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Gov. Andrew Cuomo announces Zika virus response plan

The mosquito blamed for the spread of the

The mosquito blamed for the spread of the Zika virus through many parts of Latin America is the Aedes aegypti. On March 17, 2016, Gov. Andrew Cuomo announced a plan to inform and protect New Yorkers. This photo is from Jan. 27, 2016. Credit: AP / Felipe Dana

ALBANY

Gov. Andrew M. Cuomo said Thursday there have been 49 cases of the Zika virus in New York as he announced a plan to find and kill mosquitoes with the virus and help New Yorkers prevent infection.

“The main health concern is primarily for pregnant women,” Cuomo said at a news conference in Manhattan. “But there are also cases beyond birth defects where people have been infected by the virus and suffered paralysis and even death. So it is something to be taken seriously.”

There have been 27 cases reported outside New York City and 22 in the city, said Dr. Howard Zucker, state Health commissioner. He said five of the victims are pregnant women.

Cuomo said the cases reported in New York so far have been limited to Long Island, New York City and its northern suburbs.

The infection, which can cause severe birth defects, is being spread by mosquitoes in countries in parts of Latin America. Many of the cases reported in New York have involved people who have traveled from such areas, health officials said.

The virus can be transmitted by mosquito and by sexual contact, Cuomo said.

Cuomo announced that the state will post warnings at airports and other entry points to advise travelers that they may have contracted the virus.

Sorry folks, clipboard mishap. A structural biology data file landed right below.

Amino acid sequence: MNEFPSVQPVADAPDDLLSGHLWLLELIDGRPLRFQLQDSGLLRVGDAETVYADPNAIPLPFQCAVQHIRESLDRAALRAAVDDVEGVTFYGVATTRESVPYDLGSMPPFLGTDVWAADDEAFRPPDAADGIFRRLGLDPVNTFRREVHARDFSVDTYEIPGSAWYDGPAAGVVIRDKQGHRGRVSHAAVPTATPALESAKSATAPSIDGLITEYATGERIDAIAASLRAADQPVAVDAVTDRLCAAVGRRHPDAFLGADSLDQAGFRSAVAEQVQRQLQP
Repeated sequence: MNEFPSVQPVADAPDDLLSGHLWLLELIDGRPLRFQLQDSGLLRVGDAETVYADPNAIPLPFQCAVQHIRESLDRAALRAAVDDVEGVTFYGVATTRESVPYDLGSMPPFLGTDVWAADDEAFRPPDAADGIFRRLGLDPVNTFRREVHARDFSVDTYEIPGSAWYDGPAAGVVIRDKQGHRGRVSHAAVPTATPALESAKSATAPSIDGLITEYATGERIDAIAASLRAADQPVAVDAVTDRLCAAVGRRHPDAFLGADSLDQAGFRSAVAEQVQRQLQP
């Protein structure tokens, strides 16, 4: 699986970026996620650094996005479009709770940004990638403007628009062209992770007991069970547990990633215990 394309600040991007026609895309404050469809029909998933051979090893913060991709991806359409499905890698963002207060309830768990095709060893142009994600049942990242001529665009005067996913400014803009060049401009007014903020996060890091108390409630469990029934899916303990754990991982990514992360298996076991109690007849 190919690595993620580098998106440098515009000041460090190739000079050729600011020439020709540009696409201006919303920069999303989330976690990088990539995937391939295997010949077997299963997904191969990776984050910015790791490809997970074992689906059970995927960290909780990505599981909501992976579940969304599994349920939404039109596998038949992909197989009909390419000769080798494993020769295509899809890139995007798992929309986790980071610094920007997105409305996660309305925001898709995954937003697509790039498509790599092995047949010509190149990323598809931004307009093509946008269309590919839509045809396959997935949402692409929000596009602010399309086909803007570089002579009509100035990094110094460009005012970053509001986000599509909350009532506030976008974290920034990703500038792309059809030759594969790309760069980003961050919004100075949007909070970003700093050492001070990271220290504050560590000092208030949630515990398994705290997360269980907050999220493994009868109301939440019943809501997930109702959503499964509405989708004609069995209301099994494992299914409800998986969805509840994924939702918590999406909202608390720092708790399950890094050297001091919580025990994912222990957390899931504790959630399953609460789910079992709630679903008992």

He also said thousands of free kits will be distributed to pregnant women containing information, tablets that can kill mosquitoes in standing water and condoms.

The state’s six-point plan includes setting traps to collect and test 60,000 mosquitoes a month in the state’s laboratory in Albany. A “rapid response team” will be sent to areas where cases are found. The teams will include officials from the departments of health, environmental conservation and emergency management.

County health departments also will have to create local response plans.

Cuomo said mosquitoes have a life span of just about three weeks and their range rarely exceeds 200 yards of where they were hatched. The mosquito season in New York is April to September.

Symptoms include fever, rashes, joint pain, red eyes and sometimes muscle pain and headaches. Symptoms typically begin two to seven days after infection by a carrier mosquito, and there is no preventive vaccine.

New Yorkers can reduce the chance of infection by eliminating standing water in tires and other items where mosquitoes breed.

Global health experts estimate that only one in five people infected with Zika virus actually get sick.

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